Creativity 5 Comments

Improve design with typography

Typography is not just about selecting the font or text size; it's about conveying the intended message to the reader. That's why it's so important to consider the audience you're designing for. The fonts you choose can hugely impact people's feelings about your design.
For example, sans-serif fonts give off a modern and sleek vibe, while serif fonts feel more traditional and refined.

Typography it's about conveying the intended message to the audience. A company's brand carries reputation and trust.

Professional fonts are designed by experienced designers and offer a wide range of styles and weights. They go through a higher level of quality control to ensure consistency and readability across multiple devices. To avoid overwhelming the viewer with too much information, every design needs a clear hierarchy of information. One way to achieve this is by using different font sizes, styles and colours. This way, you can direct the reader's eye and highlight the most important information.
Grids divide a layout into columns and rows to create a frame of reference for content placement. They thereby help align text and images in a consistent and orderly manner. There are different types of grids, such as:

  • The manuscript grid
  • The column grid
  • The modular grid
  • The baseline grid
  • And the hierarchical grid.

Depending on the application, certain types of grids are more suitable than others. For example, a manuscript grid is most often used for book layouts, while a column grid works well for web designs.
Grids can be a useful tool to create a structured layout. However, there's a risk that your design can become too rigid and predictable if you stick too closely to the grid. Breaking the grid can add a surprising element to your design and make it more dynamic and appealing.

When choosing fonts for your design, less is often more. If you use too many different fonts, your design can quickly become cluttered and unprofessional. No more than three is a good rule of thumb when combining fonts.
You can create contrast by combining fonts. But also through the use of different font sizes, colours and weights (eg. bold vs. light). Contrast helps create a clear information hierarchy and directs the reader's eye.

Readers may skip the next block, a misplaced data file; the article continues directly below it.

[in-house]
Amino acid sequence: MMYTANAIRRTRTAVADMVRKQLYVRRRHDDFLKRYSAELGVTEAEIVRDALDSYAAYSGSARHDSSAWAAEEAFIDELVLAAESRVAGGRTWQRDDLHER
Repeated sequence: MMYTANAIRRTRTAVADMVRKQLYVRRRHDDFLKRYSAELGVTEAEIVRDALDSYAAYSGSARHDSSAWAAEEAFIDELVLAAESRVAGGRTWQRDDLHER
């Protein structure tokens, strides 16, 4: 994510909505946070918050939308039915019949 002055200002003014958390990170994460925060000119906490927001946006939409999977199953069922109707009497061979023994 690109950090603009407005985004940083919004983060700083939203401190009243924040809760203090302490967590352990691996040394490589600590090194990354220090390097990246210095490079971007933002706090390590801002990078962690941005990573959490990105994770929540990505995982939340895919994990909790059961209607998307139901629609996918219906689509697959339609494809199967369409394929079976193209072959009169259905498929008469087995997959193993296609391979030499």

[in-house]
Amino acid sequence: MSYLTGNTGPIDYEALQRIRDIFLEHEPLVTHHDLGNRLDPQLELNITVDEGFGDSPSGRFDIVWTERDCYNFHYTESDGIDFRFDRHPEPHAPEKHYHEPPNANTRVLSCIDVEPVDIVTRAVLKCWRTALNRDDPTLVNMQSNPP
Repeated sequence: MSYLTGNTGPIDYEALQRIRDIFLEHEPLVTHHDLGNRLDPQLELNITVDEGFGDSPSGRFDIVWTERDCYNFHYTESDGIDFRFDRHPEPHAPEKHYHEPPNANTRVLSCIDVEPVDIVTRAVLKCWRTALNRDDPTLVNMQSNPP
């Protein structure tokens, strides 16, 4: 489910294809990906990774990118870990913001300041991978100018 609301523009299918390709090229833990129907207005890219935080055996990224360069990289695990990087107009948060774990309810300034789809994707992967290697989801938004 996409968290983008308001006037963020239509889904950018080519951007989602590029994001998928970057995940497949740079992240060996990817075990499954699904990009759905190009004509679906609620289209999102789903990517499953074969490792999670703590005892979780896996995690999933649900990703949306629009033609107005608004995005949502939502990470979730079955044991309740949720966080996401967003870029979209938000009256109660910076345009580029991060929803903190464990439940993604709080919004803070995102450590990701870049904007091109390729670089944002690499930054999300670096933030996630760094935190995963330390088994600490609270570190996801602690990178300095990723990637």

Beginners often make the mistake of neglecting white space. But you don't have to fill every inch with text or images. Often less is more. White space is the empty space around the design elements. If you use it consciously, you can create a sense of balance and draw the eye to the elements you want them to notice.
A type scale can help you determine the size of headings, subheadings, and other text elements. This creates a visual hierarchy and makes your content easier to read.

Display fonts are specifically designed to look sophisticated and elegant, which makes them the perfect choice for headlines. With their bolder strokes and more intricate details, they can add a refined touch to your designs. But remember to use display fonts only for large text as they become illegible in smaller sizes. Also, beware when choosing fonts for a website. Each font installed can increase the loading time, leading to slower page speeds. So, while it's great to aim for elegance in your typography, it's also important to keep practical considerations in mind. In some cases, faster loading times might outweigh the benefits of using a particular font.

Lead paragraphs are short, eye-catching summaries placed at the beginning of an article. They are designed to grab attention and give your reader a quick overview of what's to come. Lead paragraphs are especially useful for the web, where people tend to skim content. In this case, a lead paragraph can entice readers to delve deeper into an article, even if they're short on time. Plus, they can be a valuable tool for people to share content without having to read the whole piece.

Many people tend to emphasize words on their websites by making them bold. This can make the text harder to read. When too much is calling for attention, it can cause the eyes to jump around the page, making it harder to focus. I suggest using italics instead of bold to highlight. This way, the emphasis is more subtle, and the reader can easily absorb the entire message without distractions.

Kerning is about adjusting the spacing between letters to improve the appearance and readability of the text. This is particularly important in logo design or headlines, for example. Good kerning results in a balanced and uniform typography, while poor kerning can result in awkward spacing that detracts from reading.
Check out the OpenType features and glyphs. They can very quickly enhance your design. They offer a variety of features, such as ligatures, alternate characters and small caps. Ligatures, for example, are combinations of two or more letterforms that blend seamlessly to create a more appealing image.

Clear punctuation is an essential aspect of successful typography. Proper punctuation helps prevent confusion and ensures your message is conveyed clearly. Make sure you use punctuation marks such as commas, hyphens, and dashes correctly and with the appropriate spacing.